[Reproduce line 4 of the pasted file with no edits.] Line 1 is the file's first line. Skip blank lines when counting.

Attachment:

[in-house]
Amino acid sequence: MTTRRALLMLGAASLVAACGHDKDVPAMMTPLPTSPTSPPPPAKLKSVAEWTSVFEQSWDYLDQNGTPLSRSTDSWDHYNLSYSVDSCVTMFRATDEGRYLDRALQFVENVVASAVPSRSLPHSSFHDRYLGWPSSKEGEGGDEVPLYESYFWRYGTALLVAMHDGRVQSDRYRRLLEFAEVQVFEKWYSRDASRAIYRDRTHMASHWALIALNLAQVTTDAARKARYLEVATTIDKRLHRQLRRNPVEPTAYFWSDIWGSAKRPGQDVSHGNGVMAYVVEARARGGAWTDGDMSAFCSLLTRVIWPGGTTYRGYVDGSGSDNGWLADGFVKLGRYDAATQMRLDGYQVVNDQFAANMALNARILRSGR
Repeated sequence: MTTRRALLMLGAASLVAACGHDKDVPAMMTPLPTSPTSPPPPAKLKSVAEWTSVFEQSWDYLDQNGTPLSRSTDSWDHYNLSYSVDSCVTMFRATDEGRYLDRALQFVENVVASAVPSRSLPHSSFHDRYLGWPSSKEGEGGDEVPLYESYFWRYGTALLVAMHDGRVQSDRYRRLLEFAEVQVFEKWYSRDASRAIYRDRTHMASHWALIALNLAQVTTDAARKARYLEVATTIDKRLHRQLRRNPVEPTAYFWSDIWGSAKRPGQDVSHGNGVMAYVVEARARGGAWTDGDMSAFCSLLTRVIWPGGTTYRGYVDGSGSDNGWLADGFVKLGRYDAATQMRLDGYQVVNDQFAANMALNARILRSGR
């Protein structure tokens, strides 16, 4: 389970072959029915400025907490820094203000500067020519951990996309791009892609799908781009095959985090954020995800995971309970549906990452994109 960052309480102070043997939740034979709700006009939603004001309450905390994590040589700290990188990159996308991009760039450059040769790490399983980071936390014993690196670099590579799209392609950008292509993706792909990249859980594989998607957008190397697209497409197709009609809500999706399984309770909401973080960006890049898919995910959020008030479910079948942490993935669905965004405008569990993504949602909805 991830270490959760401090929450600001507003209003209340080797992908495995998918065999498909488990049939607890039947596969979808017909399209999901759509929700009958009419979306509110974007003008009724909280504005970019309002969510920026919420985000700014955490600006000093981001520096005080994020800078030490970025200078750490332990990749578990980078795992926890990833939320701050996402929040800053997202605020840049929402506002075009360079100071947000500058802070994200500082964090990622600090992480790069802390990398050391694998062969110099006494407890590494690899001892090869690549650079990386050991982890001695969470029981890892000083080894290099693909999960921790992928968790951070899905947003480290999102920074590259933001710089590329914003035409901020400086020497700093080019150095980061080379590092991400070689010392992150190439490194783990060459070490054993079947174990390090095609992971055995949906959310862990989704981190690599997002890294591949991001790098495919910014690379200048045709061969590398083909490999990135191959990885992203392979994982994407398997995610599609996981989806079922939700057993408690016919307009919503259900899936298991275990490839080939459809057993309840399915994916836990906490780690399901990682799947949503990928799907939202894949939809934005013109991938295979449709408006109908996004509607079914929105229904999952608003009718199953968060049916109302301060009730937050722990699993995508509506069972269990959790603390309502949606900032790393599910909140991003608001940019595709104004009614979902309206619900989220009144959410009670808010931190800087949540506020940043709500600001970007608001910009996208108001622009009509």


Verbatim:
């Protein structure tokens, strides 16, 4: 389970072959029915400025907490820094203000500067020519951990996309791009892609799908781009095959985090954020995800995971309970549906990452994109 960052309480102070043997939740034979709700006009939603004001309450905390994590040589700290990188990159996308991009760039450059040769790490399983980071936390014993690196670099590579799209392609950008292509993706792909990249859980594989998607957008190397697209497409197709009609809500999706399984309770909401973080960006890049898919995910959020008030479910079948942490993935669905965004405008569990993504949602909805 991830270490959760401090929450600001507003209003209340080797992908495995998918065999498909488990049939607890039947596969979808017909399209999901759509929700009958009419979306509110974007003008009724909280504005970019309002969510920026919420985000700014955490600006000093981001520096005080994020800078030490970025200078750490332990990749578990980078795992926890990833939320701050996402929040800053997202605020840049929402506002075009360079100071947000500058802070994200500082964090990622600090992480790069802390990398050391694998062969110099006494407890590494690899001892090869690549650079990386050991982890001695969470029981890892000083080894290099693909999960921790992928968790951070899905947003480290999102920074590259933001710089590329914003035409901020400086020497700093080019150095980061080379590092991400070689010392992150190439490194783990060459070490054993079947174990390090095609992971055995949906959310862990989704981190690599997002890294591949991001790098495919910014690379200048045709061969590398083909490999990135191959990885992203392979994982994407398997995610599609996981989806079922939700057993408690016919307009919503259900899936298991275990490839080939459809057993309840399915994916836990906490780690399901990682799947949503990928799907939202894949939809934005013109991938295979449709408006109908996004509607079914929105229904999952608003009718199953968060049916109302301060009730937050722990699993995508509506069972269990959790603390309502949606900032790393599910909140991003608001940019595709104004009614979902309206619900989220009144959410009670808010931190800087949540506020940043709500600001970007608001910009996208108001622009009509």